And, according to Rogan, Center Store is a great place to beef up things like signage as well due to the shelf-stable contributions to bottom line sales.
"[Center Store is] still the heartbeat of our own brand. The number of products and amount of sales that can be attributed to Shaw's Own brand -- the heart of it is in that center part of the store," he said, noting that items like Shaw's creamed corn and Shaw's french style cut green beans are big sellers.
"We haven't forgotten that to go off merrily into the perishable side," he joked.
According to Hayden, one of his creative retailers keeps promotional sections in line. "He takes a 4- or 8-foot section out of the middle of a gondola and slaps in 50 cases of soda pop, cake mix, candy. I think that's a good idea; it's an old idea revisited."
What makes this display tactic particularly beneficial is that the retailer uses half store brand and half national brand in the display, Hayden said.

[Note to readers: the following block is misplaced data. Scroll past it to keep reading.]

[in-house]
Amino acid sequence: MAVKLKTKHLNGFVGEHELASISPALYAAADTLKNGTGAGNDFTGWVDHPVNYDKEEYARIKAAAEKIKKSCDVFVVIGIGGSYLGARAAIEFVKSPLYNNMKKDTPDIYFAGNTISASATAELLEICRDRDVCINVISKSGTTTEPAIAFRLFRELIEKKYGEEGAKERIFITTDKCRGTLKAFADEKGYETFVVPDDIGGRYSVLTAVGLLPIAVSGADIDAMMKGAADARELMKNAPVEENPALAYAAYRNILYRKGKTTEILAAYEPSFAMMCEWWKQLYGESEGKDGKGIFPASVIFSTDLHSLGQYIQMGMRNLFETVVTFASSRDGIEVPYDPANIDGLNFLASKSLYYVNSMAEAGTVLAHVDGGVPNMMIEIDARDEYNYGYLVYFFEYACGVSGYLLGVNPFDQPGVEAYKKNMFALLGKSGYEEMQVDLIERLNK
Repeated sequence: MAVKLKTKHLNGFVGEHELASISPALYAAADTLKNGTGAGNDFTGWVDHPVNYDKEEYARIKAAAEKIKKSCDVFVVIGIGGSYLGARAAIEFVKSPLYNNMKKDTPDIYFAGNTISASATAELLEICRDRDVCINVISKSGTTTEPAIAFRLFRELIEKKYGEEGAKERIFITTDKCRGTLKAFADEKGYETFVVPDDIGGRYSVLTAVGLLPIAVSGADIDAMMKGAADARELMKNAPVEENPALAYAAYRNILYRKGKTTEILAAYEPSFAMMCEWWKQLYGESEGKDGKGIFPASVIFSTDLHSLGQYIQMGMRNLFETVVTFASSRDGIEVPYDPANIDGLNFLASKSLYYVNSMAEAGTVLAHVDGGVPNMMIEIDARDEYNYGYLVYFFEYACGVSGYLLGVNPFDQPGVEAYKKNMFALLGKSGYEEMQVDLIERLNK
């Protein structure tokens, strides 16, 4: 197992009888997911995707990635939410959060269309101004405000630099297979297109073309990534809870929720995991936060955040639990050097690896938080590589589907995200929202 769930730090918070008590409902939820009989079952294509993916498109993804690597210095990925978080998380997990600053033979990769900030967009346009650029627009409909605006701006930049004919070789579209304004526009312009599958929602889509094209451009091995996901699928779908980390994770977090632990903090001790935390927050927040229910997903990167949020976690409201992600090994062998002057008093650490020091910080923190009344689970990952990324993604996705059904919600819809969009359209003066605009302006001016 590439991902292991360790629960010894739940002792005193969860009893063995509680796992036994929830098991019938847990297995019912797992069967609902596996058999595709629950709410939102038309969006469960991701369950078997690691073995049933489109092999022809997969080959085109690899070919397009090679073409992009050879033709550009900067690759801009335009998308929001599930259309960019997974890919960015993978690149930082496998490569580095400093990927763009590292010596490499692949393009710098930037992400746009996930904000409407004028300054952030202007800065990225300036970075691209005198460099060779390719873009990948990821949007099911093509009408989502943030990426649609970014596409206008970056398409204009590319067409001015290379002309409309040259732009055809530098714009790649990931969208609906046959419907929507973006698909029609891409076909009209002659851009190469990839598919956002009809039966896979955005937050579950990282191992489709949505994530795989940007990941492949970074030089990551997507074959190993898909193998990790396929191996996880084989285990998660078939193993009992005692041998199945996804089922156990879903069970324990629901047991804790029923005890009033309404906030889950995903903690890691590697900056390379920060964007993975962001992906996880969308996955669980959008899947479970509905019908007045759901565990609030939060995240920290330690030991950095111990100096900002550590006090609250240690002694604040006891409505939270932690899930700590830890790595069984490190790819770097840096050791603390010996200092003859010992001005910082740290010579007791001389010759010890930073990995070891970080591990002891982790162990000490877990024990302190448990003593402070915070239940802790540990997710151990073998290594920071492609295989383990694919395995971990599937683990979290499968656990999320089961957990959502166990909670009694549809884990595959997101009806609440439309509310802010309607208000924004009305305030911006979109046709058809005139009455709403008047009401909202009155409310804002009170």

Expanding upon conventional merchandising and display tactics may help the retailers of today stand out in the crowded grocery industry and add some uniqueness to their center aisles.
In fact, the actual design of the Center Store aisles is perhaps one of the biggest obstacles modern retailers may need to overcome in order to hold on to consumers shopping the dry grocery categories.
"There definitely is a question whether or not the traditional successful supermarket grid is in fact inhibiting Center Store products. The grid is a good grid; it has stood the test of time. But it's very much department by department," Sharoff said.
"It's all very efficient, but whether in fact it is so rigid that it does not encourage purchasing of products and innovations in the center of the store is what I think store designers are grappling with."
Sharoff said he can envision a supermarket in which a type of pentagon-shaped sampling station area is placed in the center of the Center Store, making it a destination in and of itself.
"Sampling, with the Own brand, it's the way," Rogan agreed. "Plus the BOGOs and the other things that we can do with our own products," he added.
And, as Sharoff told SN: "There are lots of ideas, and exploring those ideas are what retailers need to do. The grid is not set in stone -- I have yet to find a supermarket grid in any of the Mayan ruins."